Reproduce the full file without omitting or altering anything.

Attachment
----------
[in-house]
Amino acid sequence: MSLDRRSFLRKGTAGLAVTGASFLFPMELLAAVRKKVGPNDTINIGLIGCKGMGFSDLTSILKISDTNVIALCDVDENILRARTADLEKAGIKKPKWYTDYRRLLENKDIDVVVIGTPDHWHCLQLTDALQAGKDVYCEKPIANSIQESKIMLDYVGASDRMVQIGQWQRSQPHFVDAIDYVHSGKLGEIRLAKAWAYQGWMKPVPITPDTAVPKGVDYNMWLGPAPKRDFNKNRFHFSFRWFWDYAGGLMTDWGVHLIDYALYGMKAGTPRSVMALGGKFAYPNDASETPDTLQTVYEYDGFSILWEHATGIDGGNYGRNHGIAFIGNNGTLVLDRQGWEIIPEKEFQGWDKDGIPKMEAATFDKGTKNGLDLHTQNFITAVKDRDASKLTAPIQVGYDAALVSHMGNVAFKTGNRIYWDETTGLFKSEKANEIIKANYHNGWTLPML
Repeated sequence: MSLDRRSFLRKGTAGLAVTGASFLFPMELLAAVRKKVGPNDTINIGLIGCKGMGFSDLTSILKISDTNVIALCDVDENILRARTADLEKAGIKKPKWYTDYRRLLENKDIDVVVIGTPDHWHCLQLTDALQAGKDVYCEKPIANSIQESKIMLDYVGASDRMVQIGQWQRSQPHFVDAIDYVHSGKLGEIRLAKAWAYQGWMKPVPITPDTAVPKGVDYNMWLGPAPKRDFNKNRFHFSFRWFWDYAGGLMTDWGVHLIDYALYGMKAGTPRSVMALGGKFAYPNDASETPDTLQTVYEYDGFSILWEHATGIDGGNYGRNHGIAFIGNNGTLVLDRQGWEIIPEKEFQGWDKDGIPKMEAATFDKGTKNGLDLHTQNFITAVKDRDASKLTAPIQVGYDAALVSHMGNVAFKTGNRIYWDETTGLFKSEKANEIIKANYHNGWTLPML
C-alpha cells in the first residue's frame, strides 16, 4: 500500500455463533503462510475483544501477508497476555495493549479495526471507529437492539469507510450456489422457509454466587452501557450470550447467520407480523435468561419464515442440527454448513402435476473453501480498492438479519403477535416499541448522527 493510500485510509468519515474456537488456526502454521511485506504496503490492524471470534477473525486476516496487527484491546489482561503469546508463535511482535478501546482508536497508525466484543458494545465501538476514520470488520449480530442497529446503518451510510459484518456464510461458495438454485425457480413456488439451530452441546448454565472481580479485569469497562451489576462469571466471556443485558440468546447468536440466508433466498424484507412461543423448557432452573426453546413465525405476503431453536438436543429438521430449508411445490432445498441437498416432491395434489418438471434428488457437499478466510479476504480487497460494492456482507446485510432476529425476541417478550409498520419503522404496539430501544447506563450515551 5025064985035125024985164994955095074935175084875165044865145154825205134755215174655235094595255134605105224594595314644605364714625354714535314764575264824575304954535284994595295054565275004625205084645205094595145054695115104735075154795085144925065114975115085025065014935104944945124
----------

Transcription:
[in-house]
Amino acid sequence: MSLDRRSFLRKGTAGLAVTGASFLFPMELLAAVRKKVGPNDTINIGLIGCKGMGFSDLTSILKISDTNVIALCDVDENILRARTADLEKAGIKKPKWYTDYRRLLENKDIDVVVIGTPDHWHCLQLTDALQAGKDVYCEKPIANSIQESKIMLDYVGASDRMVQIGQWQRSQPHFVDAIDYVHSGKLGEIRLAKAWAYQGWMKPVPITPDTAVPKGVDYNMWLGPAPKRDFNKNRFHFSFRWFWDYAGGLMTDWGVHLIDYALYGMKAGTPRSVMALGGKFAYPNDASETPDTLQTVYEYDGFSILWEHATGIDGGNYGRNHGIAFIGNNGTLVLDRQGWEIIPEKEFQGWDKDGIPKMEAATFDKGTKNGLDLHTQNFITAVKDRDASKLTAPIQVGYDAALVSHMGNVAFKTGNRIYWDETTGLFKSEKANEIIKANYHNGWTLPML
Repeated sequence: MSLDRRSFLRKGTAGLAVTGASFLFPMELLAAVRKKVGPNDTINIGLIGCKGMGFSDLTSILKISDTNVIALCDVDENILRARTADLEKAGIKKPKWYTDYRRLLENKDIDVVVIGTPDHWHCLQLTDALQAGKDVYCEKPIANSIQESKIMLDYVGASDRMVQIGQWQRSQPHFVDAIDYVHSGKLGEIRLAKAWAYQGWMKPVPITPDTAVPKGVDYNMWLGPAPKRDFNKNRFHFSFRWFWDYAGGLMTDWGVHLIDYALYGMKAGTPRSVMALGGKFAYPNDASETPDTLQTVYEYDGFSILWEHATGIDGGNYGRNHGIAFIGNNGTLVLDRQGWEIIPEKEFQGWDKDGIPKMEAATFDKGTKNGLDLHTQNFITAVKDRDASKLTAPIQVGYDAALVSHMGNVAFKTGNRIYWDETTGLFKSEKANEIIKANYHNGWTLPML
C-alpha cells in the first residue's frame, strides 16, 4: 500500500455463533503462510475483544501477508497476555495493549479495526471507529437492539469507510450456489422457509454466587452501557450470550447467520407480523435468561419464515442440527454448513402435476473453501480498492438479519403477535416499541448522527 493510500485510509468519515474456537488456526502454521511485506504496503490492524471470534477473525486476516496487527484491546489482561503469546508463535511482535478501546482508536497508525466484543458494545465501538476514520470488520449480530442497529446503518451510510459484518456464510461458495438454485425457480413456488439451530452441546448454565472481580479485569469497562451489576462469571466471556443485558440468546447468536440466508433466498424484507412461543423448557432452573426453546413465525405476503431453536438436543429438521430449508411445490432445498441437498416432491395434489418438471434428488457437499478466510479476504480487497460494492456482507446485510432476529425476541417478550409498520419503522404496539430501544447506563450515551 5025064985035125024985164994955095074935175084875165044865145154825205134755215174655235094595255134605105224594595314644605364714625354714535314764575264824575304954535284994595295054565275004625205084645205094595145054695115104735075154795085144925065114975115085025065014935104944945124